This aggressive turn to the Union war effort developed alongside Lincoln’s policy of emancipation.  War had been a corrosive agent against slavery since the time of the Revolution and the War of 1812, but to Americans of the time, the loss of their slaves ran counter to contemporary notions of the sanctity of civilian property in war.  But the exigencies of the Civil War allowed Lincoln to take the extraordinary measure of freeing slaves in rebellious territory.  This extreme act, which prompted howls of outrage from earlier Americans who saw their slaves abscond with British armies, became justifiable within the framework of an aggressive war effort because it served a laudable end.  Emancipation thus conformed to Lieber’s concept of aggressive war measures legitimized by the goal in sight.

The same notion of aggressive war was practiced by Judge Advocate General Joseph Holt, who upheld Lincoln’s use of war powers and the use of military commissions to try those accused of transgressing the laws of war.  Most of these commissions tried guerrillas and non-combatants instead of Union soldiers, and for a wide variety of offenses.  The pragmatic philosophy of aggressive war out of military necessity also lay behind Sherman’s destructive march to the Georgia coast and then into South Carolina.

Lieber’s Code outlasted the war it was created to regulate.  The expansion of the scope of military authority shaped post-war policies regarding the treatment of Lincoln’s assassins, prominent ex-Confederates, and the former Confederate states as a whole.  The U.S. also found an aggressive military code useful in dealing with Indians.  Whereas earlier American armies used the notion of Indians as outside the customs of civilized war to justify harsh measures against them, after the Civil War the use of military commissions legitimized the use of the death penalty against these enemies whose exact status was open to question.  Thus the code gave official backing to the killing of captured foes, an act that earlier armies had handled in an extralegal manner.  Similarly, American troops in the Philippines invoked the standards contained in Lieber’s code to justify an aggressive imperial war in that island nation, even as some of them transgressed that code with the use of torture, which Lieber himself had refused to include in his range of permissible behaviors.  And it was not only Americans who found in the laws of war a pretext for harshness, as European statesmen used the Lieber Code as the basis for a new body of international military laws.  Leaders of the strong, modern nations of the late nineteenth and early twentieth centuries balked at the notion of circumscribing their armies with strict standards of behavior, but were open to Lieber’s more aggressive approach.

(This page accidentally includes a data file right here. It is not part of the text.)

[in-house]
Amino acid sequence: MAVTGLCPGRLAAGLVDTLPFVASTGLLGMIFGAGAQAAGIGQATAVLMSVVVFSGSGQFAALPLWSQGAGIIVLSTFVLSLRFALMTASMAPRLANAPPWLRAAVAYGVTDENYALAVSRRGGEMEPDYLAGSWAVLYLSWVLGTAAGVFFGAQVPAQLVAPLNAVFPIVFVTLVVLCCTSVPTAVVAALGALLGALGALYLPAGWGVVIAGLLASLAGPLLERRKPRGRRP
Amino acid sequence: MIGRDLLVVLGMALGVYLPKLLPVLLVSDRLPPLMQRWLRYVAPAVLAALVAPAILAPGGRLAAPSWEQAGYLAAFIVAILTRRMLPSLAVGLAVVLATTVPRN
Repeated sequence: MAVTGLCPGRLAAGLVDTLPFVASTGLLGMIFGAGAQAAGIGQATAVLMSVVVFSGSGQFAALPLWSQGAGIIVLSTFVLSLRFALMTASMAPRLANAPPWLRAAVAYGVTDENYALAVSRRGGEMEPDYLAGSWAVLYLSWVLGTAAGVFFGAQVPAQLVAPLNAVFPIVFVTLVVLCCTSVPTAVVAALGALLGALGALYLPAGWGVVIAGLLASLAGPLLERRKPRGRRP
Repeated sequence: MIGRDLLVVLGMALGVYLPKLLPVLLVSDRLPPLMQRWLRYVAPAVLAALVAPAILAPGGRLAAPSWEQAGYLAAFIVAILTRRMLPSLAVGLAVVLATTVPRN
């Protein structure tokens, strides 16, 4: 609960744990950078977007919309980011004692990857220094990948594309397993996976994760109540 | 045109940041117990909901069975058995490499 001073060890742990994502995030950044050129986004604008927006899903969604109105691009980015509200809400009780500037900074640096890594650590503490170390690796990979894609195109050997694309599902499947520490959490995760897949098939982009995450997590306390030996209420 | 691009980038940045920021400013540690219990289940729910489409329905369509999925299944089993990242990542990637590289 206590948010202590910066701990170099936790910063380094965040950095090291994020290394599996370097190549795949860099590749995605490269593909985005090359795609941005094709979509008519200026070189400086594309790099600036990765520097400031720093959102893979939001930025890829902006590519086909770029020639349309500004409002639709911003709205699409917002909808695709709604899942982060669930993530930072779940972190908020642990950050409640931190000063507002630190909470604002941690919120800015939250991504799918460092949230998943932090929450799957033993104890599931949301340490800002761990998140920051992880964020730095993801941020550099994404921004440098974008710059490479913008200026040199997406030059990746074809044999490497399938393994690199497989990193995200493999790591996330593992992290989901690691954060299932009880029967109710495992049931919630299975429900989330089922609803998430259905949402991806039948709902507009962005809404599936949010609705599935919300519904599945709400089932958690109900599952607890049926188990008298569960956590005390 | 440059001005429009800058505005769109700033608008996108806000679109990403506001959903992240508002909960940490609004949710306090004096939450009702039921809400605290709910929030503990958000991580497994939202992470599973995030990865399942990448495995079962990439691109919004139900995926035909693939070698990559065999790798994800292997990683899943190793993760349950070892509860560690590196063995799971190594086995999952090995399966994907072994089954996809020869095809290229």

Witt thus puts the evolution of war-making during the Civil War within a broad historical context, both backward into the Enlightenment and forward into the modern era.  Lincoln’s Code demonstrates how the use of emancipation, military courts, the Anaconda Plan, and Sherman’s “hard war” developed out of questions that arose early in American history, and how consequential the Civil War proved to be on several different political, legal, and moral fronts.

Some of the most prominent recent scholarship on the destructive nature of the Civil War has emphasized that destruction’s limits rather than its scale; the “hard war” was an escalation, but it was neither wanton nor unrestrained.  Witt’s emphasis is more on what the aggressive code of war allowed than on what it prohibited.  Time and again, he explains how politicians and commanders found that laws of war actually magnified their power and the power of the armies under their authority.  Laws and regulations were ambiguous in their effects; they drew lines which armies are not allowed to cross, but the very act of drawing lines legitimized behaviors on the other side of them.

The law of war, as Witt presents it, has therefore served to give official sanction to the escalation of violence as well as condemn it.  In this age when American leaders are once again grappling with issues relating to soldiers, enemy combatants, and civilian populations, scholarly attention to the problem of regulating a government’s power to wage war is especially timely.  Lincoln’s Code is a comprehensive, readable, and incisive examination of this problem’s historical dimensions.